The very venues in which the bands played had a major influence on the evolution of their music and their performance – overcrowded, sweaty, testosterone – charged, often violent, nicotine-stained, cramped, beer barns where the patrons were often drunk, violent, and quick to demonstrate their distaste for a particular band by raining bottles, glasses, and jugs onto the stage, and even confronting band members in the carpark after a session, to vent their spleen.
Pubs were no place for subtlety or pretence, the wall of sound that prevailed inside was visceral, confronting, and for the uninitiated very disorienting, bands developed pub rock styles with ear-splitting power chords, that translated well to larger arenas, but not necessarily recording studios, although it presented no obstacle to AC/DC’s rise to global hard rock domination.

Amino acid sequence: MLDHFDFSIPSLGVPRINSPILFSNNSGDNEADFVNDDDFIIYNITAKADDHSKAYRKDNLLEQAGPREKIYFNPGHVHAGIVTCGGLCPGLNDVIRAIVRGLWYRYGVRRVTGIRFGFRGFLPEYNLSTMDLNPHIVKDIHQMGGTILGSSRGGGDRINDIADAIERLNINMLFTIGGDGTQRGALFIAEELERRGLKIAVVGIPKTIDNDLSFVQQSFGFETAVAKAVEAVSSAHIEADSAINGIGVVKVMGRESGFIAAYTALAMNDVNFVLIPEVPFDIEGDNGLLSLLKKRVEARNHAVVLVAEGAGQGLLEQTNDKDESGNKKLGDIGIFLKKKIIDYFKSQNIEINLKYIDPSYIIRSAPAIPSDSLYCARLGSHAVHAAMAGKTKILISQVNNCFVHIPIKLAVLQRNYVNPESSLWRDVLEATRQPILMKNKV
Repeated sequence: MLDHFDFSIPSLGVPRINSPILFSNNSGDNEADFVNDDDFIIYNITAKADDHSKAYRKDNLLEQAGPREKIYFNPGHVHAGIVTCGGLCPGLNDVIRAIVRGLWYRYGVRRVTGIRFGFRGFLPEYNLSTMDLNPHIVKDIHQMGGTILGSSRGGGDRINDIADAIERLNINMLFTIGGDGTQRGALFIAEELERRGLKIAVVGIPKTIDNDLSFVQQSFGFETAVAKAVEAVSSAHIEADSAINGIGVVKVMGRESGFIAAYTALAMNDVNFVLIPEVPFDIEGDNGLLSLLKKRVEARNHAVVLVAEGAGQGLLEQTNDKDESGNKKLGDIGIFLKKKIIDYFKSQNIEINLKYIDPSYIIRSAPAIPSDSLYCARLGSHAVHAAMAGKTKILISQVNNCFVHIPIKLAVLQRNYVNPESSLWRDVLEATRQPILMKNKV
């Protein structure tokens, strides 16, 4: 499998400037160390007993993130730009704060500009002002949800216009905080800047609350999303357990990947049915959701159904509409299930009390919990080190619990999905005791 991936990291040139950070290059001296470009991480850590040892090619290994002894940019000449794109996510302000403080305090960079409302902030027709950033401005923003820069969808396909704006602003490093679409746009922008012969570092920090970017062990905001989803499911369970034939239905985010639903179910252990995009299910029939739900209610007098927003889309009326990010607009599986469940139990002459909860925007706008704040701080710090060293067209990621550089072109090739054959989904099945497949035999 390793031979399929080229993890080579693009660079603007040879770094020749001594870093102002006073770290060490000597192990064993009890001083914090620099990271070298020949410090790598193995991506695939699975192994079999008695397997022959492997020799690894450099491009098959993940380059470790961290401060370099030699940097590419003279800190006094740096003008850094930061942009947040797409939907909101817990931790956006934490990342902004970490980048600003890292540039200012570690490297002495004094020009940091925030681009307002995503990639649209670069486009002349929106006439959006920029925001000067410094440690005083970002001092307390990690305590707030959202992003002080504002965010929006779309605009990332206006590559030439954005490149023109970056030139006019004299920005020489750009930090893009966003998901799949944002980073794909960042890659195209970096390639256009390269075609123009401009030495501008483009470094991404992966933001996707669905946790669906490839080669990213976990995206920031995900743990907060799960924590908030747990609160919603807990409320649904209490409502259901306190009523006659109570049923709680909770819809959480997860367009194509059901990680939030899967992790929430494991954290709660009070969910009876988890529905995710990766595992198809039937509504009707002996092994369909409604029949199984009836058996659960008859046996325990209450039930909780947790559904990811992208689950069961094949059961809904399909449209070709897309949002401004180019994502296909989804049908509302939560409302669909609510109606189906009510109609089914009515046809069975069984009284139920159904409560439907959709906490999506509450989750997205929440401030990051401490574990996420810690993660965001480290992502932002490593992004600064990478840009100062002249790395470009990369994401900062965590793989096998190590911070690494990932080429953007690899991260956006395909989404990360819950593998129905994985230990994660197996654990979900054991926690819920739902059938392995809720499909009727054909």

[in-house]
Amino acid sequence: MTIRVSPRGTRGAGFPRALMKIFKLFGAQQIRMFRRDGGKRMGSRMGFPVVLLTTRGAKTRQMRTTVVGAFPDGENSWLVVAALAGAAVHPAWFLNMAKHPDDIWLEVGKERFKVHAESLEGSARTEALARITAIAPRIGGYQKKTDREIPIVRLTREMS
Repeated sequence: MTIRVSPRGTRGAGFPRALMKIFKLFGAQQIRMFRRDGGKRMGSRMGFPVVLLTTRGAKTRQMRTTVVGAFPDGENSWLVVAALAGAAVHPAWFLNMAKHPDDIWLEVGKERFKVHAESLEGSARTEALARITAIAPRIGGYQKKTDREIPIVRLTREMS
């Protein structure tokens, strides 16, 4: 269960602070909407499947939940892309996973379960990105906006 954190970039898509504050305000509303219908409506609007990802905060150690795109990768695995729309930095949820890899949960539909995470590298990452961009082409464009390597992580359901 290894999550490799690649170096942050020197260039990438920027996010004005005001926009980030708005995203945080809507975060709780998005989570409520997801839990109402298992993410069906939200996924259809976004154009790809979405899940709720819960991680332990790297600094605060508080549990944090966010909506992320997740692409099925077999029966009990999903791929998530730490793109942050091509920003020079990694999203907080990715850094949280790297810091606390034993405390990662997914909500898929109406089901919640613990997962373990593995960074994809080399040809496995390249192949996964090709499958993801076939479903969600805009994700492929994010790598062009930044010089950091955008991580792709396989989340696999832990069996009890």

Even though Australia had a relatively small population, proportionally the vast number of pub rock venues that mushroomed along the national coastline in an arc from Brisbane to Adelaide, meant that bands could tour extensively, often playing every night for long periods. Bands like AC/DC (above), Cold Chisel, INXS, Midnight Oil, Rose Tattoo, and others would hone the skills that would make them so effective when playing in large venues in the US and Europe in the future.